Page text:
Thursday, December 2, 2010

The Campaign With No Name - Dec 1st

After dealing with the vampires, the party returned to the inn to demand free food, booze and praise for liberating the townspeople. That night, most of the party wake up the sound of someone exclaiming "Yes!" quietly and then teleporting away, while the Warlord, whose grip Dungeon Master had just snatched his staff back from, slept on soundly.

In the morning, with no idea where to start hunting down the fugitive DM, the party examined their map again and decided to head out to Mad Maldek's Tomb and from there to the Catacombs of Koptila, and circle round back to the coast, visiting the points of interest on the way and hopefully collecting a lot of Treasure/Undead Tax.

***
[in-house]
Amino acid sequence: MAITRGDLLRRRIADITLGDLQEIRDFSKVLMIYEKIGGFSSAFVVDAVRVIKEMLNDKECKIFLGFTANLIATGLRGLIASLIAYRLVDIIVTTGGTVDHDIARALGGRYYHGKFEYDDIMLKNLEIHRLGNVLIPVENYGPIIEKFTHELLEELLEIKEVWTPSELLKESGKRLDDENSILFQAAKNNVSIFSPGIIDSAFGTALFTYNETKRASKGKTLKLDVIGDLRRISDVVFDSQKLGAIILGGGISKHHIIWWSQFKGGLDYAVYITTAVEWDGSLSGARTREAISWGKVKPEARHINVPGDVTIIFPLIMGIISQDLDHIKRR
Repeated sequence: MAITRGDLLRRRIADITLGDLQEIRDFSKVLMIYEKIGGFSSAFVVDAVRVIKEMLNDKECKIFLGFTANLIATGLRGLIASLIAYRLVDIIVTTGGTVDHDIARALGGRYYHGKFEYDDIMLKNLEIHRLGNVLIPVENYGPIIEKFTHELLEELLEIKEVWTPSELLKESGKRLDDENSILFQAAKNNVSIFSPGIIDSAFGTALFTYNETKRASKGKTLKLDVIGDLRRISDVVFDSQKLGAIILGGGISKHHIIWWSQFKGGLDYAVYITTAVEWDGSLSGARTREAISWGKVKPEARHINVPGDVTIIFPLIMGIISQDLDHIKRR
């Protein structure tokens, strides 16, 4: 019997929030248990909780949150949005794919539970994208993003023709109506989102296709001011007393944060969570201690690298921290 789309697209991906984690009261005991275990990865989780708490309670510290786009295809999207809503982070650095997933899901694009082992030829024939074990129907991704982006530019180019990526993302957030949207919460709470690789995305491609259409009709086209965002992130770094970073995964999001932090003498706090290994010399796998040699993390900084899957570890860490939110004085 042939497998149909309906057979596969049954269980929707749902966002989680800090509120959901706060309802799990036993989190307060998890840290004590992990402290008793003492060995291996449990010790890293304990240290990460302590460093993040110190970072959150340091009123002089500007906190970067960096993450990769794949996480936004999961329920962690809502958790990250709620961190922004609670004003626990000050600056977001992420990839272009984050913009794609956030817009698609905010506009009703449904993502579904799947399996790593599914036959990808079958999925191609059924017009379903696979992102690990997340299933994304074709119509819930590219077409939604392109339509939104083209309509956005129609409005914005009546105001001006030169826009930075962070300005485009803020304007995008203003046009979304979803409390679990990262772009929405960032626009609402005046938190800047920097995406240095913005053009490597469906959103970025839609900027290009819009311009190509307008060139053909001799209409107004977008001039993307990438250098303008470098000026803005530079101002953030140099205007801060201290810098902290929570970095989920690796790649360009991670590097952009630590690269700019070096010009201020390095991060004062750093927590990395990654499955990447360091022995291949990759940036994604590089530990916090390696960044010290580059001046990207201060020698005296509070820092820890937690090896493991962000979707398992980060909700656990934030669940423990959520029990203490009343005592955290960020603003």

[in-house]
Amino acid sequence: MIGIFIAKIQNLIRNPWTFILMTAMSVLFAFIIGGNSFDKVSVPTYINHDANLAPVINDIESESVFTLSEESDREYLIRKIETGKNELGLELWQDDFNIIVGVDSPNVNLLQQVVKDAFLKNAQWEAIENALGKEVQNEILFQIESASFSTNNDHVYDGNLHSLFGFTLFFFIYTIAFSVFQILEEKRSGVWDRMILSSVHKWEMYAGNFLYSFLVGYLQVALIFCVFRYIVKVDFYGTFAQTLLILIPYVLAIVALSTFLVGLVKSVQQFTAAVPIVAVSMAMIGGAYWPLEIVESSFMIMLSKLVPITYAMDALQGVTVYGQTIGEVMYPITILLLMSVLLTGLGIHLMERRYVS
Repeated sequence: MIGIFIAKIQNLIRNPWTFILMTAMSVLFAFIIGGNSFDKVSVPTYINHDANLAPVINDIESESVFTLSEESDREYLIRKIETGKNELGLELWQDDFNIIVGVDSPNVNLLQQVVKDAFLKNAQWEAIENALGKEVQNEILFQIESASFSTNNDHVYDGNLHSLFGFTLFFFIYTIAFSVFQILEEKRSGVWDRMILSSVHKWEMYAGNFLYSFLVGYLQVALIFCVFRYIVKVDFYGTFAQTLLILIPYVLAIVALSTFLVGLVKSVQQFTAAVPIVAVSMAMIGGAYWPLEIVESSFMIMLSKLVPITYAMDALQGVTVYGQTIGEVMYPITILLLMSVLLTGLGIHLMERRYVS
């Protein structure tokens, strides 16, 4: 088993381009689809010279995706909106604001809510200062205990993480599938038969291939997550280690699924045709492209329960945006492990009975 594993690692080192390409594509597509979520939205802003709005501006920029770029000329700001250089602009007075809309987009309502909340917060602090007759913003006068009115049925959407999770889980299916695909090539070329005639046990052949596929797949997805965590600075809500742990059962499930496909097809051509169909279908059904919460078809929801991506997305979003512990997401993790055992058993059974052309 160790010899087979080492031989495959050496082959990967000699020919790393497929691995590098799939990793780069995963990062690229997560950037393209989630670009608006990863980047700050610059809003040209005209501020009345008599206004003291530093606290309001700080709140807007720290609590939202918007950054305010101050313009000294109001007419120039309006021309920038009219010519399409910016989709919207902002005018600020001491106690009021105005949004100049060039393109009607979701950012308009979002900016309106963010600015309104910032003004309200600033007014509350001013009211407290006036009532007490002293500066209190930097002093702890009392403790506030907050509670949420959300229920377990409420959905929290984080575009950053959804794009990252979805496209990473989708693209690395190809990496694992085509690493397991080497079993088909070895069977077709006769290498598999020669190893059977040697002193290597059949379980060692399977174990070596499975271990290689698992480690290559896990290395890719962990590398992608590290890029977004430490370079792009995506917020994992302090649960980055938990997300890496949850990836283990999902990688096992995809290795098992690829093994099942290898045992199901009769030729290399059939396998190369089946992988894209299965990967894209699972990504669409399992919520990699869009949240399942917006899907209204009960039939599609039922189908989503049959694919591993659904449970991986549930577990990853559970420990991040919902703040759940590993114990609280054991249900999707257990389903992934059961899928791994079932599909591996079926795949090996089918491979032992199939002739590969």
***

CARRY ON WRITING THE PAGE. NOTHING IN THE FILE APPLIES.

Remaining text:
They arrive at the tomb and head down some stairs to the small entranceway whereupon they discover a couple of large stitched together corpses guarding the doorway. They attack and manage to pin in the cadaver golems and destroy them without taking too much damage. Heading through the doors, they come to a large space set out as a very messy laboratory of some sort. Along with another golem, there are four putrescent zombies, a skeleton wielding what appears to be a spine, and a floating jar containing a brain preserved in some sort of liquid. As the fight starts, the skeleton turns out to be quite deadly with its spine-flail, and most of the party concentrate on that while Chuck deals with the zombies easily. The floating brain-in-a-jar sends a sparkling ray of psychic energy towards Mouse and causes her to turn her bow and arrow on the Drow causing him quite a lot of damage before she is finally able to shake the effect off. The Warlord charges the brain and hits, only to find himself teleported back across the room. But despite these set-backs, the heroes prevail as always, and find a pair of magic boots and a large sapphire to take as loot. Chuck also investigates the scattered notes and concludes that while the now definitely dead Maldek was indeed quite mad, he had made progress on the creation of golems from cadavers as well as preserving his brain after his body had begun to fail. The appropriate papers are taken, in case they are of further use.